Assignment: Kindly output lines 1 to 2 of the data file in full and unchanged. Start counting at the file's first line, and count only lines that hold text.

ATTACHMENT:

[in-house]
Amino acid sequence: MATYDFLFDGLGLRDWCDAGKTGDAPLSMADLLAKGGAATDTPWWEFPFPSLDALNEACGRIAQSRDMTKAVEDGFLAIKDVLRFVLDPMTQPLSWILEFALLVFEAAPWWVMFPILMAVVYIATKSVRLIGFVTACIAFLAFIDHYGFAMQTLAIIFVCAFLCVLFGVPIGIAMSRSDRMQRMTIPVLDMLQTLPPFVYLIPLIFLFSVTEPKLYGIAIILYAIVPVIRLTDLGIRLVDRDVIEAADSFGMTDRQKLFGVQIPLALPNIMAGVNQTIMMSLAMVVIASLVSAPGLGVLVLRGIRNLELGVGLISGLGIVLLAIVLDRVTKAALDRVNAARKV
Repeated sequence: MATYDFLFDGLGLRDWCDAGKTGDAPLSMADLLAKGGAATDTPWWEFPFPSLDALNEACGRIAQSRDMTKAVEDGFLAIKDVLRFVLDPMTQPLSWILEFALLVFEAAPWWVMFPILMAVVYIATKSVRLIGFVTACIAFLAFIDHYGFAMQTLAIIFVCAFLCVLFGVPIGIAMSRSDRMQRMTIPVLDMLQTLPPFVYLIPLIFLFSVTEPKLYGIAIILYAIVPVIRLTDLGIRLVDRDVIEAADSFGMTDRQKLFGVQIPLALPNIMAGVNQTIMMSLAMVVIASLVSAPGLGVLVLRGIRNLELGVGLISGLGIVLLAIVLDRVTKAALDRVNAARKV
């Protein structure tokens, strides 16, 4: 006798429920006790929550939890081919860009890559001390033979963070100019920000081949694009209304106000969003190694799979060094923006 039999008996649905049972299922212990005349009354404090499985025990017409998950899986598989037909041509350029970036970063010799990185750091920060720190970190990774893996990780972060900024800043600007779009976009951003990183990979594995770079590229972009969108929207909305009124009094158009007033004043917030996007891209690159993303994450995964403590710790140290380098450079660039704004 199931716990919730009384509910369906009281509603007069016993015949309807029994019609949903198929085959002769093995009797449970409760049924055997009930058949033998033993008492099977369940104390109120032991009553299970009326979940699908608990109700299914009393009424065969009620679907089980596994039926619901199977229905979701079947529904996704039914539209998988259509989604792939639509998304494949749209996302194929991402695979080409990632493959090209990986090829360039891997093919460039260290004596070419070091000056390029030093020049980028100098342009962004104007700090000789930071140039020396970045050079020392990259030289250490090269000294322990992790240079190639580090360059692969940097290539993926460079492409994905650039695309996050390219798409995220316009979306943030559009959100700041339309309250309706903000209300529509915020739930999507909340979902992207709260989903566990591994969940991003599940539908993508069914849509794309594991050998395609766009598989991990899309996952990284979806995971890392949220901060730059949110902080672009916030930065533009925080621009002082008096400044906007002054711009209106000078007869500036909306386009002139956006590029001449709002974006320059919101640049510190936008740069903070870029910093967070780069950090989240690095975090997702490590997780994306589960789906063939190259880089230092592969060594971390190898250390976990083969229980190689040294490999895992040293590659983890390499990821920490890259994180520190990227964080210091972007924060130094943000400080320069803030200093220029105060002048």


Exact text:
[in-house]
Amino acid sequence: MATYDFLFDGLGLRDWCDAGKTGDAPLSMADLLAKGGAATDTPWWEFPFPSLDALNEACGRIAQSRDMTKAVEDGFLAIKDVLRFVLDPMTQPLSWILEFALLVFEAAPWWVMFPILMAVVYIATKSVRLIGFVTACIAFLAFIDHYGFAMQTLAIIFVCAFLCVLFGVPIGIAMSRSDRMQRMTIPVLDMLQTLPPFVYLIPLIFLFSVTEPKLYGIAIILYAIVPVIRLTDLGIRLVDRDVIEAADSFGMTDRQKLFGVQIPLALPNIMAGVNQTIMMSLAMVVIASLVSAPGLGVLVLRGIRNLELGVGLISGLGIVLLAIVLDRVTKAALDRVNAARKV